While managers are key participants in traditional feedback models, they also play a large role in 360-degree feedback. Following an employee's self-assessment, managers fill out their own feedback form covering many of the same areas: employee strengths, key wins, areas for improvement, and the degree to which they accomplished their goals.
Peer feedback is an essential element of 360-degree feedback. While managers typically have a general understanding of an employee’s overall performance, teammates and cross-functional colleagues that work directly with the individual can often share more actionable feedback with the reviewee. When the employee listens to and implements this feedback, they can help boost workplace communication, improve collaboration and teamwork, and build stronger work relationships.
Hospitality technology company Olo experienced the benefits of peer feedback first-hand using Lattice. “While adding peer feedback to our reviews gave our employees a new muscle to learn and exercise, it allowed our managers to ultimately get more holistic feedback about their individual team members, and therefore, better inform their review for each employee,” said the company’s director of learning and development, Kyle Teague.
Another benefit of peer feedback is that it introduces more diverse perspectives to the performance review process, which helps ensure each individual is evaluated fairly and without bias. Check out our peer performance review template for a better understanding of how you can help employees offer praise and constructive criticism to their peers.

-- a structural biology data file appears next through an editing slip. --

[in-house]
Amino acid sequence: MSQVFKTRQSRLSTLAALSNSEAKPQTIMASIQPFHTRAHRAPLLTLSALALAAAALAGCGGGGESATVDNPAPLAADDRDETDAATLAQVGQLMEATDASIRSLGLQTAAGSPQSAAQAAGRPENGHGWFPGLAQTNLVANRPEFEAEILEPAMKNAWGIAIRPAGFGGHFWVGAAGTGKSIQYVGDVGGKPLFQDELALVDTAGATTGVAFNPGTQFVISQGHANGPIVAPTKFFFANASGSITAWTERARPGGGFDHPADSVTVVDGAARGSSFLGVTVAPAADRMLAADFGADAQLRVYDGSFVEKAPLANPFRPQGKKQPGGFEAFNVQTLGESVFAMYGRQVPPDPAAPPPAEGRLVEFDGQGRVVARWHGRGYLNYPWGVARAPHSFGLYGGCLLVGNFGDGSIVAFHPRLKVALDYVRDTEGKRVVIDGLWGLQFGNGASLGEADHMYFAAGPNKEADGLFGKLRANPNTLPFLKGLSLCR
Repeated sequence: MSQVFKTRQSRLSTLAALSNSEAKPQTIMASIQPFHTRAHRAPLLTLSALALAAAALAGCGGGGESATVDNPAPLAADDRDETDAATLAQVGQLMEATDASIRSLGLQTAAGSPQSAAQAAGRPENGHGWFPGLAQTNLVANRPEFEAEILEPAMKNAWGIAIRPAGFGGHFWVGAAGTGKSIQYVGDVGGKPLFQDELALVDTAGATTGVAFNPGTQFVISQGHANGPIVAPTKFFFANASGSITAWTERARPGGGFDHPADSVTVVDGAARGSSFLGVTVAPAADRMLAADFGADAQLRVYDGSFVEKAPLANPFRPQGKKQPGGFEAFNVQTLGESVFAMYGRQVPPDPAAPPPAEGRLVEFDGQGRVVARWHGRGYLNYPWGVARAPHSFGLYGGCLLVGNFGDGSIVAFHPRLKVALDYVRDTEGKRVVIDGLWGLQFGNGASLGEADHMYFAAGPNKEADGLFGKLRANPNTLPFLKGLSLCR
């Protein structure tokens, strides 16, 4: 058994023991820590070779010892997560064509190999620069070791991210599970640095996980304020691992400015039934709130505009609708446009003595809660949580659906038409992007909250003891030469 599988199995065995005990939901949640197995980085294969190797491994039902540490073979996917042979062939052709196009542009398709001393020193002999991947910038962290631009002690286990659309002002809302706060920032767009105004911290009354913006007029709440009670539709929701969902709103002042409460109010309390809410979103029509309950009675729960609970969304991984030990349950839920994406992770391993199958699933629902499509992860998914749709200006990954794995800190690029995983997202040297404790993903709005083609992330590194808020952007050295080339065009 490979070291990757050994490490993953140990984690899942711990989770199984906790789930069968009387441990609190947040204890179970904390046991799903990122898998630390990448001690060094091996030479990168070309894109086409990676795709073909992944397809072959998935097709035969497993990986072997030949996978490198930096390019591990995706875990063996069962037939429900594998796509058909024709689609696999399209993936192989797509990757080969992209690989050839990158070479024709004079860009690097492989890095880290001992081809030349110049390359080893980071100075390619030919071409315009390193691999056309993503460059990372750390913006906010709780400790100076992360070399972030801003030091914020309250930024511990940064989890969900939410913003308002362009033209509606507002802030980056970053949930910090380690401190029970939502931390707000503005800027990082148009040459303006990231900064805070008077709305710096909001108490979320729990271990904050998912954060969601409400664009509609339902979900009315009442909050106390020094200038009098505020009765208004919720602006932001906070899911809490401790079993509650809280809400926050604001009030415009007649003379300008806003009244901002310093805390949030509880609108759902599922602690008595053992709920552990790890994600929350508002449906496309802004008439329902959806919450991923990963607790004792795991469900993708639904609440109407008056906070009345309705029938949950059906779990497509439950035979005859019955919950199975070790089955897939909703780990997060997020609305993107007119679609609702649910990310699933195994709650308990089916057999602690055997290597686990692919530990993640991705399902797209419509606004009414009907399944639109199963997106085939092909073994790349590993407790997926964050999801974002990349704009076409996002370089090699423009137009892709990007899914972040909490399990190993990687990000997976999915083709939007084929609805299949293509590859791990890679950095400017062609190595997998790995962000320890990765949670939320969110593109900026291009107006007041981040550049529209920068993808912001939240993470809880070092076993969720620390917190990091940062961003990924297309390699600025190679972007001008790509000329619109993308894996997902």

While rare, sometimes businesses choose to collect feedback from external partners like customers or vendors. This is typically reserved for employees whose work revolves around these external stakeholders, like a customer success manager or implementation specialist. Since the employees work with these parties closely, it can be helpful for them to learn what’s working and what can be improved to strengthen their partnership and continue providing exceptional service to their clients.
While we’ve only included open-ended questions in this section, feel free to include questions that use a rating scale like the Likert scale, which asks respondents to indicate the degree to which they agree with a given statement. Plus, check out Lattice’s 360 performance review template for even more sample questions you can use to start collecting more effective feedback.
Pros and Cons of 360-Degree Feedback
360-degree feedback might serve some organizations better than others. Here’s a closer look at the benefits and shortcomings of 360-degree feedback. Once you weigh the pros and cons, you can more easily determine whether this feedback program works for your business.
The Pros of Using 360-Degree Feedback
- 360-degree feedback can improve working relationships. Because peer and external partner feedback can be so granular, getting constructive criticism from those parties can help employees become better teammates and cross-functional colleagues. The employee can hear first-hand what their colleagues think is working and what’s not so they can make immediate changes that will be felt by those with whom they work most closely.
- 360-degree feedback helps identify professional development needs. Multi-rater feedback helps create visibility around common themes that can help an employee identify areas of focus for their growth and development. Using this information, the employee and their manager can create a personal development plan to help the individual start working toward their short-term and larger career goals.
- 360-degree feedback makes employee development a year-round priority. Some companies solely use 360-degree feedback during annual reviews, but it can and should be used year-round to promote employee growth. Leveraging this feedback mechanism throughout the year allows your employees to collect opinions of their work as it happens so they can make real-time adjustments. A continuous feedback cycle can give your employees and your business a serious competitive edge.